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A college physics professor has an idea he hopes will cut down on tornadoes in the midwest.
He wants to build several giant walls, including one along the Kansas/Oklahoma border.
Jamie Oberg checked with experts about the idea.
Here in the U.S. we know these are not a matter of if, but when.
Tornado alley, it's a topic of a federally funded study by one physics professor at Temple University, who says these can be stopped with walls.
The theory is three great big walls, 1,000 feet tall and 150 feet wide from east to west in tornado alley, would be able to stop threatening tornadoes from forming.
But one University of Kansas professor has his doubts.
"He talks about the idea that tornadoes form from this clash of air masses, which is an over simplification, actually."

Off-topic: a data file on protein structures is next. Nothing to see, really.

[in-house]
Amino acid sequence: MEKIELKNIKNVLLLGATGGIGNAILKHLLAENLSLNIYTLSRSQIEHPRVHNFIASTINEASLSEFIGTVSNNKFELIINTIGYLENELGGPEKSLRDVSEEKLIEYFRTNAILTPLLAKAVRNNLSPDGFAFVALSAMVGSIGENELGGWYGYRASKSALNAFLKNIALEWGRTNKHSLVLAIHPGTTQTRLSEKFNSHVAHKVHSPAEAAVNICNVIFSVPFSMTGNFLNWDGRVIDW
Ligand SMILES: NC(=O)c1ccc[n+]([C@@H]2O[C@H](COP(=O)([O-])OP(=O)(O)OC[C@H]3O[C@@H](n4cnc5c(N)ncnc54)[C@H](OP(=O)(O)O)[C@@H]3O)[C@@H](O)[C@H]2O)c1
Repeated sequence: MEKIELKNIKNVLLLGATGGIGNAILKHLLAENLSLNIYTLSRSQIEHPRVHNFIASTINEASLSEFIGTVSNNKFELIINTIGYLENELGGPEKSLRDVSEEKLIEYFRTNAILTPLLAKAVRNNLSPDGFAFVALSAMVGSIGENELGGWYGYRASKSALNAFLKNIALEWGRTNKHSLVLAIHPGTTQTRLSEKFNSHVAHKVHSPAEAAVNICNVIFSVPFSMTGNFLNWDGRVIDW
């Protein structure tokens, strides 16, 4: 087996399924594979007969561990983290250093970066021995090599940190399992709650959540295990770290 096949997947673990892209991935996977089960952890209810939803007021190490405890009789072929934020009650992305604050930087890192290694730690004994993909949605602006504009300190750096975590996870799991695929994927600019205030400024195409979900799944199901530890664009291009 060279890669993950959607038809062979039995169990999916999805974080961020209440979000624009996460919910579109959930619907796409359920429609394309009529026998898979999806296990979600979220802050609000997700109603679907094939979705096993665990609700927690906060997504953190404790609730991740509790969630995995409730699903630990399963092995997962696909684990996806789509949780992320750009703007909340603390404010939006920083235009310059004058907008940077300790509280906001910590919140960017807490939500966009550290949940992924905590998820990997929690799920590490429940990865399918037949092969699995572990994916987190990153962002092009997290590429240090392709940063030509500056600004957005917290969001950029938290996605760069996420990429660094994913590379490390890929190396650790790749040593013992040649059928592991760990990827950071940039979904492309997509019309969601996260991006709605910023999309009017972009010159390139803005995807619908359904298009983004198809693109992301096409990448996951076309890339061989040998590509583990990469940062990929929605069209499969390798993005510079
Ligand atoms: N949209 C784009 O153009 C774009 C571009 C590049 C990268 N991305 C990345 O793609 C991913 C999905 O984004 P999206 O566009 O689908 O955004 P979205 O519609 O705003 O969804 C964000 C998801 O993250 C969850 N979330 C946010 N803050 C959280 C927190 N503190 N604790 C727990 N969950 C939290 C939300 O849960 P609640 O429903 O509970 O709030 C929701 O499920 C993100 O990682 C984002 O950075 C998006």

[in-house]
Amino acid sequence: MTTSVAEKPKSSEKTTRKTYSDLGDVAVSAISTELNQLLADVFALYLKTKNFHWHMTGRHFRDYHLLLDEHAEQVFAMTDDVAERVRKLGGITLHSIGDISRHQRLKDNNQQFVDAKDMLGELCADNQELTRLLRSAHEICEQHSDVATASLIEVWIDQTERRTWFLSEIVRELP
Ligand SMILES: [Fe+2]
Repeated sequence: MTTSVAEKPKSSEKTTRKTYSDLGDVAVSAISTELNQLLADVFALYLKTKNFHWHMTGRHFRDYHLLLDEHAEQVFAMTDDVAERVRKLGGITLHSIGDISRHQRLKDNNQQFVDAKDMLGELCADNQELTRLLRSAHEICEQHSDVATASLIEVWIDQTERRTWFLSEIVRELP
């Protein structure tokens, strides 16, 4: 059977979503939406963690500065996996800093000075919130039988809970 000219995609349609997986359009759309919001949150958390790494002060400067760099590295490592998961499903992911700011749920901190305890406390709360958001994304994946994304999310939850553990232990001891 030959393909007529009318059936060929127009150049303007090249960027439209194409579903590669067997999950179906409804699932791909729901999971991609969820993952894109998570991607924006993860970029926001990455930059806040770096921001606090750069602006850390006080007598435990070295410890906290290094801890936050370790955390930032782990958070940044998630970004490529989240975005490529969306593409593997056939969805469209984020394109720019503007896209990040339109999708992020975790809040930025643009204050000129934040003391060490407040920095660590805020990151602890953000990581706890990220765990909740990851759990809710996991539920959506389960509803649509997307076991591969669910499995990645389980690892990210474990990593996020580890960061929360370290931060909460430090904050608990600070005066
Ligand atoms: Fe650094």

Here's a map showing where Professor Tao says the walls would run east to west, one in North Dakota, one along the border of Kansas and Oklahoma, and the third in south Texas and Louisiana.
"Tornadoes form well away from these strong boundaries. And they form, often times near dry lines for example on the western parts of the state.
"To give you an idea of just how tall we're talking KCTV5's tower here is 956 feet tall, 1042 feet with the antenna. Now just imagine something that tall, 150 feet wide along the Kansas and Oklahoma border."
"It's going to be a tough sell. I would I need to see some evidence to be convinced."
University of Kansas atmospheric science Professor David Mechem points out Tao's research will be presented in front of his fellow physicists and not meteorologists.
"I don't think it's an idea that will work."
"In the grand scheme of things, I think it's a gimmicky idea, I think it gets attention, but very hard sell."